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8 Upper

Mr. Utility

By Tom Scocca | Posted 10/10/2001

The most moving moment of Cal Ripken Jr.'s retirement ceremonies (besides the unveiling, three years too late, of the Cal Ripken Sr. memorial dugout plaque) was the part that came right before the game. Ripken sprinted from the dugout, followed by his teammates, and Jeff Conine, according to his custom, threw a long lob toward third base. Usually, Ripken would run under the ball and make an over-the-shoulder catch as the rest of the infield took their positions. This time, Conine overthrew it--an accident, he said later, but a useful one--and as Ripken ran it down, with his back to the infield, the 2001 Orioles went back in their dugout, and the 1981 Orioles, resplendent in white-panel cartoon-bird hats, poured out of the opposite dugout and took the field.

The lineup was the same as it was for Ripken's first start, Aug. 12, 1981, with an empty spot for the late Mark Belanger. But there was some confusion about the precise symbolism. Like many others, I took the team at first sight to be the World Champion 1983 Orioles. That's because, for the most part, it was. In '81, Ripken played third base beside Belanger; in '83, he played shortstop beside Todd Cruz. The rest of the old squad--Eddie Murray, Rich Dauer, Rick Dempsey, Ken Singleton, Gary Roenicke, Al Bumbry, Scott McGregor--was around for both seasons.

But who would sprint out of the dugout if anyone were to hold a reunion--say, 21 years from now, on Tim Raines Jr. Day--of the 2001 Orioles? The present O's, with nine players stashed on the 60-day disabled list, don't even have an identifiable roster, let alone a consistent lineup.

Which is why, for the second straight year, the Most Valuable Oriole is a player who doesn't have a proper position. Jeff Conine started 80 games at first base, but he wasn't the first baseman; David Segui was. Nor was Conine the right fielder, the left fielder, the third baseman, or the designated hitter. But at various times he started at all those positions too.

And just like rootless infield/outfielder Delino DeShields, last year's MVO, Conine was unquestionably the most productive player on the team. "He was our rock in the water," manager Mike Hargrove said, somewhat inartfully, after Conine's selection. In fact, everything else for the 2001 Orioles was a rock in the water, and Conine was the closest thing the skipper had to a navigational chart. The team could lose the first baseman to a bum knee, the left fielder to a broken wrist, the third baseman to a sore back--and Conine could fill in for any of them, and bat .300 while doing it.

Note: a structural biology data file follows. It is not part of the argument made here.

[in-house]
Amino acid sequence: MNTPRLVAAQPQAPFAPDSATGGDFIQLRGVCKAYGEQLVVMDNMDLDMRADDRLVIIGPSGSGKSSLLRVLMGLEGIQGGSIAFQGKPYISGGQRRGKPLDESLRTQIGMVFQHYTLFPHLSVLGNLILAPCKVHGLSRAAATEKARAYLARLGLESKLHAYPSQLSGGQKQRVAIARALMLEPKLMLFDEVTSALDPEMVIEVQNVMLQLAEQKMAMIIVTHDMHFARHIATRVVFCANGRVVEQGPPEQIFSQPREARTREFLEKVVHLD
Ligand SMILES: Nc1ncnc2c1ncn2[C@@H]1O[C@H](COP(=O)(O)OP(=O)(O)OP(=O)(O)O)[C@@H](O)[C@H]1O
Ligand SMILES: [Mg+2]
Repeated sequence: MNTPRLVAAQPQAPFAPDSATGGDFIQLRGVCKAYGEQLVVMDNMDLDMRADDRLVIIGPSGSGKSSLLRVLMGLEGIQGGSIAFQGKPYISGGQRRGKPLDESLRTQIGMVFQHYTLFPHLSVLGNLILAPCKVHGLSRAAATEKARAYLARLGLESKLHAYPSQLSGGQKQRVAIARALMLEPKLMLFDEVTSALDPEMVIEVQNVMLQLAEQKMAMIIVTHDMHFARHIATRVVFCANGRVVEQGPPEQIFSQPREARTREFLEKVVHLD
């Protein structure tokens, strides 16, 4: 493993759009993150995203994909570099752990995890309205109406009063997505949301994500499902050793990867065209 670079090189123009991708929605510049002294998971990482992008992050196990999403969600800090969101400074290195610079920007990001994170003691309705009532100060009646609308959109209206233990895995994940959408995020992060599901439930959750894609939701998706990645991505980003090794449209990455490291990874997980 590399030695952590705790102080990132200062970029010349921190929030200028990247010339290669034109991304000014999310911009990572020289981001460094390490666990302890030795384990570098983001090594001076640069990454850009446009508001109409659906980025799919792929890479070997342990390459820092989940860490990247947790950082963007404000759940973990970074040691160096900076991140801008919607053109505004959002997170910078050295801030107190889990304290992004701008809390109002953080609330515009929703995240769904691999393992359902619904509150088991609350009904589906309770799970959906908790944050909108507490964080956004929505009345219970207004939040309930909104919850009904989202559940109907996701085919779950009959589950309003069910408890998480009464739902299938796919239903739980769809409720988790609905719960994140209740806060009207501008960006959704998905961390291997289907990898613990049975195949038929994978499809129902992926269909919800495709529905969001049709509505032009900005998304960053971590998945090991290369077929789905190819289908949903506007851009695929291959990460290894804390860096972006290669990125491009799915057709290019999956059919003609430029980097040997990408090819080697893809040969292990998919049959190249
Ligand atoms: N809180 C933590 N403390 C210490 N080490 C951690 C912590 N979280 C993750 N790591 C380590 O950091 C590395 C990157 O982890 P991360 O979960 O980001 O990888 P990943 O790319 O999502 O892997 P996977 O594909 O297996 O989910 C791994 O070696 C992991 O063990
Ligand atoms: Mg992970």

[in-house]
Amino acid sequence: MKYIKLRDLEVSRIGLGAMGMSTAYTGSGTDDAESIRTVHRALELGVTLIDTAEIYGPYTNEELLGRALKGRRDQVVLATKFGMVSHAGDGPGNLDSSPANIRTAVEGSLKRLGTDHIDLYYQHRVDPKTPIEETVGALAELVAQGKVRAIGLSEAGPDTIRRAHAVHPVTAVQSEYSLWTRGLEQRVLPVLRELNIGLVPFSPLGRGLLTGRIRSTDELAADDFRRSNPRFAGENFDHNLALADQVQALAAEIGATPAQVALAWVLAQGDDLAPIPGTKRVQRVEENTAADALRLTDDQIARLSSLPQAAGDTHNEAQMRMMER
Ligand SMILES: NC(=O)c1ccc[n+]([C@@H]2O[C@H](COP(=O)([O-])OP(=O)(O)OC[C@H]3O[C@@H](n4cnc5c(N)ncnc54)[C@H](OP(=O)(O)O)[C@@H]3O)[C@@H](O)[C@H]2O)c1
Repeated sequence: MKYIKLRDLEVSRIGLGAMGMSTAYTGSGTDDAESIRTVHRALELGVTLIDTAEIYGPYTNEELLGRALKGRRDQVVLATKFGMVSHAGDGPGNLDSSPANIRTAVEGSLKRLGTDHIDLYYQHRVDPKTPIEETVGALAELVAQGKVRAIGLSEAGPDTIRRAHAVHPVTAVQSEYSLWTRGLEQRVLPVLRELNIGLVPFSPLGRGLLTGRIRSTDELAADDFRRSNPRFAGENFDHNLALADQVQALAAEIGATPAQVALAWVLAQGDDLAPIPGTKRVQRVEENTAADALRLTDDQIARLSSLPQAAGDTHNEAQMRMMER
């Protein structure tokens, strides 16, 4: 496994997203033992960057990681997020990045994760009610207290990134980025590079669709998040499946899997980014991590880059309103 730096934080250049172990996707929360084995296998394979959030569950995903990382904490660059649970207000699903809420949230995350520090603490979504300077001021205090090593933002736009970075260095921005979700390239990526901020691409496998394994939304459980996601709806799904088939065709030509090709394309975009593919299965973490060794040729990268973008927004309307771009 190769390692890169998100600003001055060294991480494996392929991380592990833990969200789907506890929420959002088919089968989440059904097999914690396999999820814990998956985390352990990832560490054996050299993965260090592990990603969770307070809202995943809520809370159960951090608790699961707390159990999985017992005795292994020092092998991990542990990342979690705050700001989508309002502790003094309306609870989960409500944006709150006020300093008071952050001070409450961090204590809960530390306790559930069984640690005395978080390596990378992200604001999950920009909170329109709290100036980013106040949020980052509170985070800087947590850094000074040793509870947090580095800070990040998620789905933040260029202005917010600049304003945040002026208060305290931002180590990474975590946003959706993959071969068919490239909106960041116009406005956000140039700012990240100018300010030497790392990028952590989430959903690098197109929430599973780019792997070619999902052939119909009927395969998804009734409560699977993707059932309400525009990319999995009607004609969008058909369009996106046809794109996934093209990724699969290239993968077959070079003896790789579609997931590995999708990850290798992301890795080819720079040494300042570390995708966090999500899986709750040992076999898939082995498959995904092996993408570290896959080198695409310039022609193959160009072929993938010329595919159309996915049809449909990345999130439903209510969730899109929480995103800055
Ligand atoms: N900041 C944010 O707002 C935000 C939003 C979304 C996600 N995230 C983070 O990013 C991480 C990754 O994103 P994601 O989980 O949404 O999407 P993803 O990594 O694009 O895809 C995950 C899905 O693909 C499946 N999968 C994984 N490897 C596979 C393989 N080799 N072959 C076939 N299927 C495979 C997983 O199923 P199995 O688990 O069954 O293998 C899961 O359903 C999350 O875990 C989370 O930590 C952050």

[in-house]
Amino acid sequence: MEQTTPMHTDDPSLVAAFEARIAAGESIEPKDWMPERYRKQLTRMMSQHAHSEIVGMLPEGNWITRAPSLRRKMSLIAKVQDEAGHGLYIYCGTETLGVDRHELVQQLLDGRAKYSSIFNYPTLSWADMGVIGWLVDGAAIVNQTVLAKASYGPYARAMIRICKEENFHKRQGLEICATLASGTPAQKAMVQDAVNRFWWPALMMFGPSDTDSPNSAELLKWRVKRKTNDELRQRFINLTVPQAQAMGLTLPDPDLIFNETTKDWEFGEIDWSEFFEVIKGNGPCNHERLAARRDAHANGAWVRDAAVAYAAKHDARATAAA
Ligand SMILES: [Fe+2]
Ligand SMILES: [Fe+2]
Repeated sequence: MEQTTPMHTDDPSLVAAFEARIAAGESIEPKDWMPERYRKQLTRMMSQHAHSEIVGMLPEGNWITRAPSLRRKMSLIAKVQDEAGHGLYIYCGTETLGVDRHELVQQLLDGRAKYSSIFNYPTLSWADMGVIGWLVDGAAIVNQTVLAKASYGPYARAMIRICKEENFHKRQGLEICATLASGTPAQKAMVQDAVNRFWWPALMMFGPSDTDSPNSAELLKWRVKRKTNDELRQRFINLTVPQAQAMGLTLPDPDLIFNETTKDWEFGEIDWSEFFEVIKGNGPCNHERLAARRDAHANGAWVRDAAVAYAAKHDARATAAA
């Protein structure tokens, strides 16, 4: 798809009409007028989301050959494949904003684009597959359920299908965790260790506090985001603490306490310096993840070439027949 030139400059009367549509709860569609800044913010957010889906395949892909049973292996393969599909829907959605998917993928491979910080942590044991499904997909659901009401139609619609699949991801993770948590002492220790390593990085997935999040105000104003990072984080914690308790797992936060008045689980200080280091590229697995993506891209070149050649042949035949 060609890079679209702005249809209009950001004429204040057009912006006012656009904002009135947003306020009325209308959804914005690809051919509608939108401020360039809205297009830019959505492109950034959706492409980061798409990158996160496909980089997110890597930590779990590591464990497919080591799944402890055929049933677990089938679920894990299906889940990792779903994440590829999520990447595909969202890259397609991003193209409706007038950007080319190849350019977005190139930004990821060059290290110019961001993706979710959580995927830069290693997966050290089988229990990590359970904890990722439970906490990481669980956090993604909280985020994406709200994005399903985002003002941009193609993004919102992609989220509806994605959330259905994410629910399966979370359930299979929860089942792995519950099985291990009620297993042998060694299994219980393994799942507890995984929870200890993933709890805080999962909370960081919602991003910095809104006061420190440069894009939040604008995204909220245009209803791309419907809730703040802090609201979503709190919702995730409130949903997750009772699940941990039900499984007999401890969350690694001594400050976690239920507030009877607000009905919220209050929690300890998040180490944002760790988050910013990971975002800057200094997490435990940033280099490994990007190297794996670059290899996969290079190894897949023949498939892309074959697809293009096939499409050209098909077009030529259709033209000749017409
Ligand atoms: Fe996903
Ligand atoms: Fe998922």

Redoubtable as Conine was, though, that's not really what a team wants to see in its most valuable player. He was pressed into being the MVP because the Orioles didn't have anyone else--because they were not, in any useful sense, a team. They were, at best, a rough draft of a possible team. By September, they weren't even that.

After a season and a half, the Orioles' youth movement hasn't produced a single candidate who could challenge Conine as the team's best hitter. He missed being a unanimous MVO only because The Sun's Joe Strauss voted for Albert Belle, whose career ended in spring training with a degenerative hip condition. This was not only a nasty bit of kicking a man when he's down (I wonder how Joe Strauss would like it if he had to retire with a brain injury and City Paper named him Best Sportswriter because the daily paper was better without him); it was wrong in plain baseball terms. No matter how much it may have pleased sportswriters, Belle's absence hurt the Orioles. With him gone, and the fragile Segui felled by an entirely predictable injury, the O's had nothing resembling the heart of a major-league lineup.

And so we got Chris Richard flailing helplessly in the cleanup hole. Richard may be a decent hitter someday, but he was overmatched and useless under the pressure of batting fourth. Nor did Tony Batista, an all-but-random hacker, have any business backing Richard up in the fifth slot. Both may yet be major-league hitters, but neither is even close to being ready to carry a team.

Hargrove has accentuated the positive, comparing this squad to his Cleveland Indians of the early '90s, just before they bloomed. The young O's are learning, he says, and good things are happening below the surface. Maybe. But on the surface, this year looked awfully stagnant. Jerry Hairston Jr., in whom I put great stock, kept waving at eye-high fastballs. Brian Roberts had no clue how to work the count. Before he broke his wrist, Jay Gibbons looked fantastic, a thunderous raw slugger who seemed to be finding his way against big-league pitching. I want to assume he's going to keep hitting, but it's just as valid to assume he'll keep breaking his wrist.

The pitchers were no more reassuring. Josh Towers looked great, then he didn't, then he broke his finger slamming a dugout phone. Rick Bauer looked good, and he went 0-5. Willis Roberts and Jorge Julio will be powerful relievers if they can keep the ball in the park--but what hard-throwing youngster can't say the same?

The youth movement, so far, is having the opposite effect from what it was supposed to: The only things we've learning for sure are about the veterans. We know the Segui signing was a failure. We know Pat Hentgen's arm is worn out. We know Brady Anderson can't hit. And we know that Jeff Conine, age 35, can capably fill any hole in the lineup. And that there will be a lot of holes next year for him to fill.

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